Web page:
The national Health Department claims to have resolved the shambles with their online application system for community service doctors, but The Citizen reports, according to scores of doctors, this is far from true. The Junior Doctors Association of South Africa’s (Judasa) Telegram chat group for young doctors hoping to apply for placement next year has been flooded by healthcare professionals who fear they may be unemployed by January, since registrations were scheduled to close on 7 August.
The report says they have been unable to access the site, and both the e-mail and telephonic helplines have been less than useless.
National health spokesperson Popo Maja is quoted as saying last week: “We acknowledge when the system first went live, there were problems. This has, however, been rectified.” He claimed the problem had been rectified and applicants could now easily access the site, update their details, and apply for positions. He also claimed they had improved call centres to assist those experiencing problems.
“Unfortunately, there have been up to 5 000 tickets each day, which exceeded the capacity of the call centre. The call centre team have been working extended hours to deal with the backlog.”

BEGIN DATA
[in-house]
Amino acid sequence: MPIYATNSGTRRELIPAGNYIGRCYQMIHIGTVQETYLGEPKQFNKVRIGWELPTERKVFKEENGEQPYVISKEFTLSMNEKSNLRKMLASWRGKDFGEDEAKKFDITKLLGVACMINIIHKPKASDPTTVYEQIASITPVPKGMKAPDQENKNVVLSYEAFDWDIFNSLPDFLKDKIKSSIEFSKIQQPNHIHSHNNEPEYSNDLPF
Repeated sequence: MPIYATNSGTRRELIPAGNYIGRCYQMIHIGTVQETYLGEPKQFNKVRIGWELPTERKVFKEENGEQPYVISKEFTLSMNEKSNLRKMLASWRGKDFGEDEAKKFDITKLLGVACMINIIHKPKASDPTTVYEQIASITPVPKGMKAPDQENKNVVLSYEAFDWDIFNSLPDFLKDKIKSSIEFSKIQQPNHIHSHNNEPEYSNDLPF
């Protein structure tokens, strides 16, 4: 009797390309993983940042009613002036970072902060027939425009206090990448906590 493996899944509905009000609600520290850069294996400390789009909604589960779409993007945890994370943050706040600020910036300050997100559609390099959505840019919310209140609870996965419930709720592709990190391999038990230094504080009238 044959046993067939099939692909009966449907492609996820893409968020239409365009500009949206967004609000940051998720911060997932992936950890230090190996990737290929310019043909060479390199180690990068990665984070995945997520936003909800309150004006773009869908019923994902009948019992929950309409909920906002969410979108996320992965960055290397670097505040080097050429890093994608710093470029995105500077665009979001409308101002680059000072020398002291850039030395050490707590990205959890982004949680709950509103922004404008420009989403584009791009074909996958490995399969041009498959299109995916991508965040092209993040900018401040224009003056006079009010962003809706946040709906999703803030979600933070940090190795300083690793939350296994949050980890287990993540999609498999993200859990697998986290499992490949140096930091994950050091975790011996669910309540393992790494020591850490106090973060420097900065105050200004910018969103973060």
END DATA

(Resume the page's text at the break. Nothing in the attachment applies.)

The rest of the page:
But, the report says, according to those reaching out to Judasa, the system has not improved in the least. Many can’t access the site, while those who can, are unable to view or apply for any positions. Some appear to have been deregistered and others claim their uploaded documents have simply been deleted several times.
Many of the doctors have also complained about the department’s strict placement policies, which they say forces them to work in rural areas. Considerations such as being married or pregnant are clearly indicated as bearing no weight in placement, with the only qualifying criteria being a medical condition which requires placement near your physician, or a child who has settled in a school.
“This year, we increased the number of choices to five, of which a maximum of three may be in a given province. Applicants are forced to include rural posts in their selection,” Maja said.
Neither Judasa nor the Health Professions Council of SA responded to requests for comment, the report says.
The Health Department says, meanwhile, it is monitoring the situation when it comes to the placement of junior doctors in internships. Judasa has complained that they are unable to access the system to apply for placements.
Dr Gavin Steel in quoted on 702 as saying: “We have monitored the situation and given the information, we have received from Judasa, we have looked at the current status and we have extended the deadline to the 20th of August.”
Dr Theresa Mwesingwa, national chair for Judasa said that the process has been stressful. “Our main problem is that the department has been a lot of technical problems which thus far have compromised our applicants’ ability to access the system. This is a problem because internships and community service are compulsory for all medical graduates in the whole country.”